I send my kids to college as a growth experience. It changes them, in good ways. I hope they do well financially, but I am not sending them to a trade school, I'm sending them to complete their education and complete growing up. It did me a lot of good, and it is doing them a lot of good.
The only difficulty is that this good -- which I agree is the most important aspect of a college education -- is very difficult to quantify. It doesn't necessarily lead to higher earnings; those who are inspired by their college experience to undertake creative careers in the arts, or work for a better society, often find they're earning a great deal less. But their personal satisfaction, and benefits to the world of their labors, though not necessarily tangible or measurable, are certainly vital.

All this puts me in mind of a much earlier moment when a large number of institutions whose work was universally understood as contributing to the greater good came under government pressure to prove that worth. Secured in beautiful gothic buildings, supplied with dormitories for their residents, dining  halls for their meals, and chapels for their worship, the inhabitants of these institutions little dreamt that, in a few short years, their buildings would be reduced to roofless rubble -- and by their own king. Thomas Cromwell (yes, that one -- whose villainy is deliciously revisited in Hilary Mantel's recent novels) sent out "visitors" to investigate the practices at these places, and the reports that came back were damning: the people there were not following their own rules, they were living lives of suspicious comfort, and worse yet -- by providing spiritual services to their neighbors, they were perpetuating false superstitions and scurrilous beliefs.

The king, Henry VIII, used these reports as the justification for what would, earlier in his own reign, have been an unthinkable act. He, with the collusion of Parliament and a few strokes of a pen, dissolved all the monsateries of England, seized their buildings and properties, and sent troops to round up the valuables. The golden altar furniture and books were added to the King's own collections, while the buildings and land were given to his political allies as their personal estates. The monks and nuns were supposed to receive pensions, but there seems no record of many, perhaps any, actually collecting them. What the King's men left behind, local villagers pillaged, finding new uses for door-hinges and window glass. The lead that had protected the roofs was rolled up and hauled away (it being a valuable metal at the time), and before long, the unprotected beams and boards rotted and collapsed.

To add to the irony, some of the funds raised by some these closures were used to fund colleges and endowments, including what later became Christ Church at Oxford.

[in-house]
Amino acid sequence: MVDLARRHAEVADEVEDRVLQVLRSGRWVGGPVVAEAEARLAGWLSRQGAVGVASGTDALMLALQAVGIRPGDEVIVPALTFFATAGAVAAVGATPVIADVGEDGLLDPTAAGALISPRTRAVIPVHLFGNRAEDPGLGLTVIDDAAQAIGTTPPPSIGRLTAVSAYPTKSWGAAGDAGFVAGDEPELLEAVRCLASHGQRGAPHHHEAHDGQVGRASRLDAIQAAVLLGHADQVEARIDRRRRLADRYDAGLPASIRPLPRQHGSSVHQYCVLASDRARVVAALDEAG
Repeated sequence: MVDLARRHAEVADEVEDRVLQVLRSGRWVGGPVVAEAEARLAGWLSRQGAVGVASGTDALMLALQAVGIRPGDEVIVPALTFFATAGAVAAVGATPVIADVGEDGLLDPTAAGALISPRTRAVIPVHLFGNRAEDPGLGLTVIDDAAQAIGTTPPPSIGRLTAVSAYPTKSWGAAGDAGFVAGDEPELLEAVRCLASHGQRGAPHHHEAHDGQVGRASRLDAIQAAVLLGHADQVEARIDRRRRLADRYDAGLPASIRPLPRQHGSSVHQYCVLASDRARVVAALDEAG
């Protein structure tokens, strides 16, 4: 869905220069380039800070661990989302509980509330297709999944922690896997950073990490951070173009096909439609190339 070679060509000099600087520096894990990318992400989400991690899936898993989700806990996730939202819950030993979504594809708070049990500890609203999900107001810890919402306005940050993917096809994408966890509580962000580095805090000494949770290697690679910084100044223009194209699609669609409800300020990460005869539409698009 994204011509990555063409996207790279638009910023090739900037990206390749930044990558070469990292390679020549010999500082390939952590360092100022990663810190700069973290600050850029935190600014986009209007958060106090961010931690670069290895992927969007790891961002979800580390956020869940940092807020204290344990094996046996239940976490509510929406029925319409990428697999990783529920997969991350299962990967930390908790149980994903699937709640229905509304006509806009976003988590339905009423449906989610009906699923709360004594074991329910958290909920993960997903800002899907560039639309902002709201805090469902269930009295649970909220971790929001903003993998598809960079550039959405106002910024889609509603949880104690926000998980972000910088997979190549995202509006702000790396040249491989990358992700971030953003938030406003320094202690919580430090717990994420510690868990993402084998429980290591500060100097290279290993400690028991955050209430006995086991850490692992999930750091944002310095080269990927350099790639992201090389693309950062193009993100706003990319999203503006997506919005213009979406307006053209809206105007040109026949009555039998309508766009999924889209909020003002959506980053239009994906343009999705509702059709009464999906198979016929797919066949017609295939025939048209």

I know it sounds crazy --  how could such a thing happen today? But I think it's a cautionary tale, especially for a population which seems unable to resist the siren-song of mere utilitarian value.

Friday, January 30, 2015


There are still places on this earth where people do burst into song.

I was in Dundalk, Ireland, in an ordinary, nondescript Italian restaurant on the high street, with some friends who were there attending a conference, along with a few other miscellaneous diners, when suddenly a woman at a table nearby, probably in her forties or so, let out with the refrain to Cat Stevens’s “Moonshadow” – and at once we were all, instantly, “leapin’ and hoppin’” along. The strange thing was that the waiters and waitresses took no notice of it; she sang, and we all came in on the chorus. At the end of it, there was applause, and people looked ‘round the room at one another, and someone called out “Well, give us another song!” And someone did.

This would never, of course, happen where I live, in the United States. Here, no one bursts into song, except maybe in a Karaoke bar, and badly. If you were to start singing at the top of your lungs in a TGI Friday’s or a Pizza Hut, people would think you were crazy, and before long the police would be called, and you’d be taken away to face charges.

But here, in Ireland, it's understood that people do do such things, and that it's a perfect part of the ordinary. People could, actually, burst into song in a public place, and just as in an episode of  “Pennies from Heaven,” the other diners – if they didn’t join in themselves – would just carry on with their business as though it were the most usual thing in the world.

*     *     *     *     *

Growing up in the suburbs of Cleveland, Ohio, I was subjected to my parents’ deep and inexhaustible love of musicals. Living far from New York, we never actually went to one, but they blared forth from the stereo all the same. “My Fair Lady” – “Oklahoma!” – “The Most Happy Fella” – “The Pajama Game” – “The Mikado” – “Carousel” – “South Pacific” – the list seemed endless. My mother loved them, and my father loved them even more, turning out all the lights in the living room and turning up the stereo as far as it would go without distortion. “We are gentlemen of Japan!” … “All I want is a room somewhere” … “A p'liceman’s lot is not a happy one” …“Some enchanted evening” … there was an instant drama in every line, and though I hated the music itself, some portion of its feeling got under my skin, and planted a kind of weird seed for the future. I remember hating these songs, the darkened room, the way that my father would, from his prostrate position on the couch, quiver quietly with tears.